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Employment Law Update - Sickness And Holidays
The decision in Stringer v HMRC clearly established that workers on long-term sick leave accumulate statutory holiday throughout their absence. If the worker is absent for many years, but remains an employee (as might happen if the employer provides PHI), does the holiday continue to accumulate?
Following a recent decision by the ECJ, it seems that there are limits. In KHS AG v Schulte, the ECJ said that the right to paid annual leave, as set out in the Working Time Directive, has the dual purpose of enabling the worker both to rest from carrying out the work he is required to do under his contract of employment and to enjoy a period of relaxation and leisure.
The right to paid annual leave by a worker who is unfit for work for several consecutive annual leave periods can reflect both the aspects of this purpose only in so far as the carry over does not exceed a certain temporal limit. Beyond such a limit annual leave ceases to have its positive effect for the worker as a rest period and is merely a period of relaxation and leisure. Therefore a worker cannot have the right to accrue paid annual leave indefinitely.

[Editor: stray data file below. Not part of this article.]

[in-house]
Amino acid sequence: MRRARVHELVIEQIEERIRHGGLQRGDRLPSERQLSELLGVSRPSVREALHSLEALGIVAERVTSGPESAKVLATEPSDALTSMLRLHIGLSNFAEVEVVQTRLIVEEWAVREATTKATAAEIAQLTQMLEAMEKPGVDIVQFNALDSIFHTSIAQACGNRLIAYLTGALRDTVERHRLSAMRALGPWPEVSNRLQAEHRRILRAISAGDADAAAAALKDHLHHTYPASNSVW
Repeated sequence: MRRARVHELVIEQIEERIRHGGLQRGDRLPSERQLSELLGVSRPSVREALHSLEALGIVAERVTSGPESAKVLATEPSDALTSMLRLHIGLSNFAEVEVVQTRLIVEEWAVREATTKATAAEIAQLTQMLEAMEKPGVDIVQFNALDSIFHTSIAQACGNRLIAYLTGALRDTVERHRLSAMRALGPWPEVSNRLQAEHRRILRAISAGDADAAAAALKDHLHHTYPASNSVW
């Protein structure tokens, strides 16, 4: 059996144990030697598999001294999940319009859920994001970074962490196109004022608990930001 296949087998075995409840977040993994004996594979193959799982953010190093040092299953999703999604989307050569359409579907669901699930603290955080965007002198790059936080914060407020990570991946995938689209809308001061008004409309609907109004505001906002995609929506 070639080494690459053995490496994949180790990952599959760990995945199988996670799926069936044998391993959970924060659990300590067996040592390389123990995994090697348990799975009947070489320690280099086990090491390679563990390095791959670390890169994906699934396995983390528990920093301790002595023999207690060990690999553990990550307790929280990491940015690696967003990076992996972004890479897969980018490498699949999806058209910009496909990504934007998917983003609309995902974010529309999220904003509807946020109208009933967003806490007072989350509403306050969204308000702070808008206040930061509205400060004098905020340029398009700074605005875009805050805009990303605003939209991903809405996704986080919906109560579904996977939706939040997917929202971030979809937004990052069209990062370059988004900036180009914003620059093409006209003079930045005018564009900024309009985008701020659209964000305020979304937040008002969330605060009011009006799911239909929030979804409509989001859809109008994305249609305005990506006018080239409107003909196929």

The Court concluded that statutory holiday must be taken within a reasonable time period (in this case 15 months) or it will cease to be considered as providing a rest from work, but "merely a period of relaxation and leisure". This would be inconsistent with the aims of the Working Time Directive and therefore not be available to be claimed by the worker.
The ECJ issued guidance regarding "carry over periods". It said that:
- A carry over period must be significantly longer than the reference period for the relevant holiday year.
- In the ECJ case of Schultz-Hoff it was ruled that a carry-over period of 6 months was not incompatible with the WTD
- A worker must where necessary be allowed pre-determined, possibly long-term and staggered rest periods.
- Employers should not face having a worker accumulating lengthy periods of absence.
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